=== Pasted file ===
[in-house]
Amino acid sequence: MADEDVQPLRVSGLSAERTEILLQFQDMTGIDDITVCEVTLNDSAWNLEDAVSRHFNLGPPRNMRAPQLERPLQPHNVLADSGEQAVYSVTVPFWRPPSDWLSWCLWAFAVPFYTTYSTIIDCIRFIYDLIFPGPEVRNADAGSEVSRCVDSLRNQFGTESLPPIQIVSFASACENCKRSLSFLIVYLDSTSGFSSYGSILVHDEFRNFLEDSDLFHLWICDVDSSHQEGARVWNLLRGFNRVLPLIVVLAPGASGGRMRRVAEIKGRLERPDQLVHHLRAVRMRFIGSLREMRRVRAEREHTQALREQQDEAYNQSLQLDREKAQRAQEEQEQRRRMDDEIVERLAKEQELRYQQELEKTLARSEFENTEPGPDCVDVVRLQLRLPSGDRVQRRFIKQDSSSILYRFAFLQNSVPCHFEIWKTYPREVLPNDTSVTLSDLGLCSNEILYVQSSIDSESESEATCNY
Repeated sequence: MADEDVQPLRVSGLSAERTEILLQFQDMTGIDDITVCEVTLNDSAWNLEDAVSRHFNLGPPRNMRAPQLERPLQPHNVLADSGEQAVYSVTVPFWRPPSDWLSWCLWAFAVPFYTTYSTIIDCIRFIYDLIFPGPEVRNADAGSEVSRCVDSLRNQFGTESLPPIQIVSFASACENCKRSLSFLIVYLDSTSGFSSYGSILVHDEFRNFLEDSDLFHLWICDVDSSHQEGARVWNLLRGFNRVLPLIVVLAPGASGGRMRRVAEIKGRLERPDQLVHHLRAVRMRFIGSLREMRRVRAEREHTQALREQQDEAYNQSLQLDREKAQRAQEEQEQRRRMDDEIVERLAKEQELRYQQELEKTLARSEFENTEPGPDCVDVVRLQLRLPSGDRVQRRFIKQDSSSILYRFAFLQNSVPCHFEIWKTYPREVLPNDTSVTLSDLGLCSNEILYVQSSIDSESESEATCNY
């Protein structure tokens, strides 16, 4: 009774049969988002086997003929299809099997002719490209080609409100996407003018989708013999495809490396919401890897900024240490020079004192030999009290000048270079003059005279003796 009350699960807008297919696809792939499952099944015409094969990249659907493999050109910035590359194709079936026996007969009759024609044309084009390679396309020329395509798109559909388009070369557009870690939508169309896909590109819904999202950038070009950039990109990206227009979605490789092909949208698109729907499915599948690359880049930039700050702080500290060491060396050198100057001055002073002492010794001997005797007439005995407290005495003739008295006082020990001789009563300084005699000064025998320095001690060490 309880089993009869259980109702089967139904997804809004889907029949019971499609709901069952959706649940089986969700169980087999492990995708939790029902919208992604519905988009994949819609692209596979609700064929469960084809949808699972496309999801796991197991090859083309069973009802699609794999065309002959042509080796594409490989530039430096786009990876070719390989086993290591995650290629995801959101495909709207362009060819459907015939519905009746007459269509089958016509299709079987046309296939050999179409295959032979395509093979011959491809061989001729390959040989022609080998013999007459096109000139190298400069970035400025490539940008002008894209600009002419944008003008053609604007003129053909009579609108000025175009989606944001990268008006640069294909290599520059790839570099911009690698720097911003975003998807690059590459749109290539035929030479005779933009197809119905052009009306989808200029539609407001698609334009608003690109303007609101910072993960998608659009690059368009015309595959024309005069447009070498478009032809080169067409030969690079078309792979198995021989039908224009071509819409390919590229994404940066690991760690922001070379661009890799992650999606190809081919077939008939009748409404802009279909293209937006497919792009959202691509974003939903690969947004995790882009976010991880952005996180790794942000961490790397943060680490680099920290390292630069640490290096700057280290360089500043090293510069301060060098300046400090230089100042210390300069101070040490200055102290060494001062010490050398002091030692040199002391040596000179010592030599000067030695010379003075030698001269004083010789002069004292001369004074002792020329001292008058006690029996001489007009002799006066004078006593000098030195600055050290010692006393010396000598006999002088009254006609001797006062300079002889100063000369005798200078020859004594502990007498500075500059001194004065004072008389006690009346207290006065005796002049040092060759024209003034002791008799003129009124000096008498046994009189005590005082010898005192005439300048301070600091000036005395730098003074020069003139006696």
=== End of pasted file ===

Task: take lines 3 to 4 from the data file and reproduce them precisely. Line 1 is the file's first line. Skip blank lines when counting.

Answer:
Repeated sequence: MADEDVQPLRVSGLSAERTEILLQFQDMTGIDDITVCEVTLNDSAWNLEDAVSRHFNLGPPRNMRAPQLERPLQPHNVLADSGEQAVYSVTVPFWRPPSDWLSWCLWAFAVPFYTTYSTIIDCIRFIYDLIFPGPEVRNADAGSEVSRCVDSLRNQFGTESLPPIQIVSFASACENCKRSLSFLIVYLDSTSGFSSYGSILVHDEFRNFLEDSDLFHLWICDVDSSHQEGARVWNLLRGFNRVLPLIVVLAPGASGGRMRRVAEIKGRLERPDQLVHHLRAVRMRFIGSLREMRRVRAEREHTQALREQQDEAYNQSLQLDREKAQRAQEEQEQRRRMDDEIVERLAKEQELRYQQELEKTLARSEFENTEPGPDCVDVVRLQLRLPSGDRVQRRFIKQDSSSILYRFAFLQNSVPCHFEIWKTYPREVLPNDTSVTLSDLGLCSNEILYVQSSIDSESESEATCNY
């Protein structure tokens, strides 16, 4: 009774049969988002086997003929299809099997002719490209080609409100996407003018989708013999495809490396919401890897900024240490020079004192030999009290000048270079003059005279003796 009350699960807008297919696809792939499952099944015409094969990249659907493999050109910035590359194709079936026996007969009759024609044309084009390679396309020329395509798109559909388009070369557009870690939508169309896909590109819904999202950038070009950039990109990206227009979605490789092909949208698109729907499915599948690359880049930039700050702080500290060491060396050198100057001055002073002492010794001997005797007439005995407290005495003739008295006082020990001789009563300084005699000064025998320095001690060490 309880089993009869259980109702089967139904997804809004889907029949019971499609709901069952959706649940089986969700169980087999492990995708939790029902919208992604519905988009994949819609692209596979609700064929469960084809949808699972496309999801796991197991090859083309069973009802699609794999065309002959042509080796594409490989530039430096786009990876070719390989086993290591995650290629995801959101495909709207362009060819459907015939519905009746007459269509089958016509299709079987046309296939050999179409295959032979395509093979011959491809061989001729390959040989022609080998013999007459096109000139190298400069970035400025490539940008002008894209600009002419944008003008053609604007003129053909009579609108000025175009989606944001990268008006640069294909290599520059790839570099911009690698720097911003975003998807690059590459749109290539035929030479005779933009197809119905052009009306989808200029539609407001698609334009608003690109303007609101910072993960998608659009690059368009015309595959024309005069447009070498478009032809080169067409030969690079078309792979198995021989039908224009071509819409390919590229994404940066690991760690922001070379661009890799992650999606190809081919077939008939009748409404802009279909293209937006497919792009959202691509974003939903690969947004995790882009976010991880952005996180790794942000961490790397943060680490680099920290390292630069640490290096700057280290360089500043090293510069301060060098300046400090230089100042210390300069101070040490200055102290060494001062010490050398002091030692040199002391040596000179010592030599000067030695010379003075030698001269004083010789002069004292001369004074002792020329001292008058006690029996001489007009002799006066004078006593000098030195600055050290010692006393010396000598006999002088009254006609001797006062300079002889100063000369005798200078020859004594502990007498500075500059001194004065004072008389006690009346207290006065005796002049040092060759024209003034002791008799003129009124000096008498046994009189005590005082010898005192005439300048301070600091000036005395730098003074020069003139006696």